Thursday 31-01-2013 - 00:00
Despite the apparent ‘mainstreaming of sustainability’, there often remains a gulf between the individuals fighting for ethical and environmental excellence and those striving for commercial success.
Sophie Sharp, ethical supply chain co-ordinator, NUS Services
It’s a gap which appears in many fields, from the objectives of a commercially minded shop manager versus the goal of a campaigning consumer, through to the business managers striving to keep costs down versus the stakeholders calling for ethical best practice.
With frequently different priorities, it seems unlikely that the two worlds of ethics and commercialism will ever be able to co-exist happily, let alone come to complement each other.
Yet, environmentally speaking, it’s now pretty well understood that ‘doing the right thing’ will save you money; commercialism and environmental responsibility can actually be one and the same. That certainly wasn’t always the case. However, it’s not quite so simple when we look at issues like labour standards and fair wages.
The reality is that ‘buying ethically’ can still mean paying more. This makes sense if we actually question how producing, spinning, dying, cutting and sewing the fabric required to produce a pair of jeans (not to mention their shipping, the employment of the staff stocking the shelves and managing the till, the payment of taxes, etc.) could cost a consumer a mere £4. Surely someone must be losing out somewhere in that chain? Even commercially, surely you’d need to be selling quite a few pairs of those jeans to be turning a profit? And yet that has been the reality of high-street fashion for quite some time, with many retailers believing that this was what was needed to be competitive.
Are consumers prepared to pay?
While ethically minded consumers accept that buying ethically will sometimes mean paying a little bit more for goods, it’s often still not a premium that the average consumer is prepared to pay. It helps when we can see where that extra money is going, which is probably in part why the Fairtrade Foundation has seen such growth in recent years.
However, even Fairtrade only goes so far. Currently, for example, Fairtrade clothing guarantees little in terms of the wages paid to workers stitching the garment. To ensure that all elements of the supply chain are looked after means going that bit further and, quite possibly, paying a little bit more again. But if we know that it’s helping make sure someone is able to feed their family properly, it’s hard to argue with.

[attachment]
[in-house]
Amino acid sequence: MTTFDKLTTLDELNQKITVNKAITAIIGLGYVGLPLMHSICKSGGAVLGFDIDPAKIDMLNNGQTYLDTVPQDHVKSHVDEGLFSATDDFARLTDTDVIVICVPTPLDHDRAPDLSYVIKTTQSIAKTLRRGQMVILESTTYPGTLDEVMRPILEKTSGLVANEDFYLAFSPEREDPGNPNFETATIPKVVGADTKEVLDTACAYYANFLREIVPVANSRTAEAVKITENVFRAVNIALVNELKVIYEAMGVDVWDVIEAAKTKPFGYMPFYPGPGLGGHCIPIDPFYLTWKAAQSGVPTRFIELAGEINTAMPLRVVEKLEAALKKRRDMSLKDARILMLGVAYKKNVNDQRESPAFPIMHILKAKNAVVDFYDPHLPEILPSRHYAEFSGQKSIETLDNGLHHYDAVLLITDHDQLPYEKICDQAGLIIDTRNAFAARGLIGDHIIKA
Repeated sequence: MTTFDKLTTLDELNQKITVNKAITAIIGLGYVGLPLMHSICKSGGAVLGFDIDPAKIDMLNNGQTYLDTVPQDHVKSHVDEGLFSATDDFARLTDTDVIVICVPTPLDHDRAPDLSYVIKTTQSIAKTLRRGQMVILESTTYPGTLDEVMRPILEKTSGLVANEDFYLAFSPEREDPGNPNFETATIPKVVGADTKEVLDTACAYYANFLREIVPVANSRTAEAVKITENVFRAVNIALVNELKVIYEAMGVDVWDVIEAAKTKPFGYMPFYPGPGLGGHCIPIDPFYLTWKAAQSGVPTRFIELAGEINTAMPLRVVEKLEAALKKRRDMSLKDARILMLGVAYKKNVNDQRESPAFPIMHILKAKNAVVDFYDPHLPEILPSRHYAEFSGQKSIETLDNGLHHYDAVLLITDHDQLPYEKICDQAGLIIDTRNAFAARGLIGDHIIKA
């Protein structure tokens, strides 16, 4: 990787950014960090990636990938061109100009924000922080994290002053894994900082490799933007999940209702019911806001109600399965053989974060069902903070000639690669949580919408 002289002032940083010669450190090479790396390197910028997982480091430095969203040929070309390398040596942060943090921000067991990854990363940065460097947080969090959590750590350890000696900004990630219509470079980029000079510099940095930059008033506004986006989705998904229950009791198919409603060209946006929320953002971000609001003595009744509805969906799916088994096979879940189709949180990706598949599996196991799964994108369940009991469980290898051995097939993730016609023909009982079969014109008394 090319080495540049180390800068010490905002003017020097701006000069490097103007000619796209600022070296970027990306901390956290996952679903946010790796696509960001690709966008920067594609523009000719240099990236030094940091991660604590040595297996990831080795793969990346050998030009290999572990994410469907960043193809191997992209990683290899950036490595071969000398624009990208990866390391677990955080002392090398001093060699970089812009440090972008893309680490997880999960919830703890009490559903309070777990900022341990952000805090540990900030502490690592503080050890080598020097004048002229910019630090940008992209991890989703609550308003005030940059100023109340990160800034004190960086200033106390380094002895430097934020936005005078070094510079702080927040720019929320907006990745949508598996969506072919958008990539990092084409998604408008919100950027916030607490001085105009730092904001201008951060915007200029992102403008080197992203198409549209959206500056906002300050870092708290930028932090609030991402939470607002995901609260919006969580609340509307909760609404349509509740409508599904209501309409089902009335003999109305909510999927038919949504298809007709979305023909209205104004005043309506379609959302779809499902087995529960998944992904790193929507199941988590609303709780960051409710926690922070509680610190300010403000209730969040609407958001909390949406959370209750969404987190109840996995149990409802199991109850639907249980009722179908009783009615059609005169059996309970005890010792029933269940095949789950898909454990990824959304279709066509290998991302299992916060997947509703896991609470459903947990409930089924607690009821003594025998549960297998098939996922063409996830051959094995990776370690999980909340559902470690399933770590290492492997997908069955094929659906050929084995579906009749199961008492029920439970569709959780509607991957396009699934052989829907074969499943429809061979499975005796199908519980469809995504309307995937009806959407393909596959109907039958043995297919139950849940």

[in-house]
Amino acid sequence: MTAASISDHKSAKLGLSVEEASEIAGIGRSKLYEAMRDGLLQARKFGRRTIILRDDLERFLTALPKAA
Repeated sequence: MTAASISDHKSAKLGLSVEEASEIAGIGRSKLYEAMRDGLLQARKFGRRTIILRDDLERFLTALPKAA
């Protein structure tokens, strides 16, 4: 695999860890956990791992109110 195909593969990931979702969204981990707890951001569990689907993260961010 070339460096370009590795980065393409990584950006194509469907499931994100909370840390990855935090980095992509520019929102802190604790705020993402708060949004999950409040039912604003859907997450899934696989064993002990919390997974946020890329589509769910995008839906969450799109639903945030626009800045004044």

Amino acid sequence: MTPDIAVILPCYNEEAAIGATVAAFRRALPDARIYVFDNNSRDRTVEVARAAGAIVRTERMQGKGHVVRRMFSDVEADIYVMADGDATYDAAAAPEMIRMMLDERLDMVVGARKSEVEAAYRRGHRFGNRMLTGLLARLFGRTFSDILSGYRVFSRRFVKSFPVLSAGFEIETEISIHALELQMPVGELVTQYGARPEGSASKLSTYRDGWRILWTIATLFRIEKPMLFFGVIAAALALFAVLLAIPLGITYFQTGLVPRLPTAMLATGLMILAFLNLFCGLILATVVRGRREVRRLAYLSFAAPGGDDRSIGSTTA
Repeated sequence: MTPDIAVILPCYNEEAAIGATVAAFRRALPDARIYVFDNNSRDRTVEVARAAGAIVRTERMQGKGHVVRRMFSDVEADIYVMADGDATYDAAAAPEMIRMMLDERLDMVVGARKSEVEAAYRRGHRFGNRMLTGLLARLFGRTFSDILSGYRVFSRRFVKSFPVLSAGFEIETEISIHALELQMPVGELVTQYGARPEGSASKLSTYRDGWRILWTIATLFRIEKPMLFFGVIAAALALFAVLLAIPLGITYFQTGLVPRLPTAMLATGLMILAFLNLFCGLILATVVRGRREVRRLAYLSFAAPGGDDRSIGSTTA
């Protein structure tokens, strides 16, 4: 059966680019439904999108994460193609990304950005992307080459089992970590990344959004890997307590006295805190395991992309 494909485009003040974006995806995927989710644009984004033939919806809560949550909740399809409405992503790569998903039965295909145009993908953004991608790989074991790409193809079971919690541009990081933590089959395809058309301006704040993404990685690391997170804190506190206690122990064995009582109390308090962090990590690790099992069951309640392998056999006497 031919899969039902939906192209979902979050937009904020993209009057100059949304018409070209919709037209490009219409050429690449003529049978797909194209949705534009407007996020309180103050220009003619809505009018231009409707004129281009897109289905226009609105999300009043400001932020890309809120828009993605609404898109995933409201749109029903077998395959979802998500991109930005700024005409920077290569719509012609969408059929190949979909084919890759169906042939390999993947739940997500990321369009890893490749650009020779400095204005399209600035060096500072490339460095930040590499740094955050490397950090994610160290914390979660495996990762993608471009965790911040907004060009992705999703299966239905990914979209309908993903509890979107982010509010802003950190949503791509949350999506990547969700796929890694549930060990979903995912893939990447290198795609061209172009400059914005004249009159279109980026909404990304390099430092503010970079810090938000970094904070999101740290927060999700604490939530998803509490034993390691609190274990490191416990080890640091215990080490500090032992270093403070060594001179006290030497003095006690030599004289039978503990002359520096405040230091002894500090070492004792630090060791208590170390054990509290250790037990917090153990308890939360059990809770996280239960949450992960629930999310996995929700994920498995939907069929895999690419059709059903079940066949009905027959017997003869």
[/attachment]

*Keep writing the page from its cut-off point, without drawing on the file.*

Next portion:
There are of course also some instances where taking action to respond to ethical or environmental concerns as a retail outlet will mean taking a commercial hit. And most challenging is the reality that in some cases the most ethical option is to buy nothing at all. That’s going to be a hard sell for any retailer. This is where thinking differently is essential. In today’s austere times, buying nothing is a decision made by many consumers for financial as well as ethical reasons, so it’s a reality that needs to be faced.
The savvy retailer therefore needs to be thinking differently, diversifying products or perhaps even, as is the case with the brand Patagonia, finding a way to make discouraging the purchase of your products part of a successful business model. The challenge is finding other income streams to minimise the impact.
Bridge the gap
Some students’ unions have shown the possibilities, losing one revenue stream by choosing not to stock a certain product while finding different products that complement ethical behaviour to fill the gap. Consumer behaviour is shifting, and it’s the organisations that understand that this creates new opportunities that will come out in front.
What though of the argument that the funds generated through the sales of the most popular products and brands (yes, even the products that sit a little less comfortably with the ethical campaigner) are critical if an organisation like the NUS is to have the revenue to deliver some of the ground-breaking ethical and environmental work that we do? As an organisation, we strive to be at the forefront of ethical supply chain work (not least because we have a student body that demands it) and the income generated through the purchasing consortium is a large part of what makes that possible.
We don’t want to compromise our fundamental ethical beliefs and we want to continue to work hard to improve the behaviour of our suppliers. We therefore need to bridge the gap between ethical and commercial priorities and start seeing the opportunities, not the threats, so that we can continue to lead the way.
Working with suppliers gives us a great opportunity to improve poor behaviour and develop innovative solutions to some of the bigger challenges, like ensuring that the person stitching our hoodies is paid a decent wage. Equally, student officers and shop managers need to work together to understand each other’s priorities and find innovative solutions to maximise the opportunities ethical retailing creates. It may not be easy, but we’ll only ever achieve half of what is possible if we only understand one side of the ethical/commercial coin.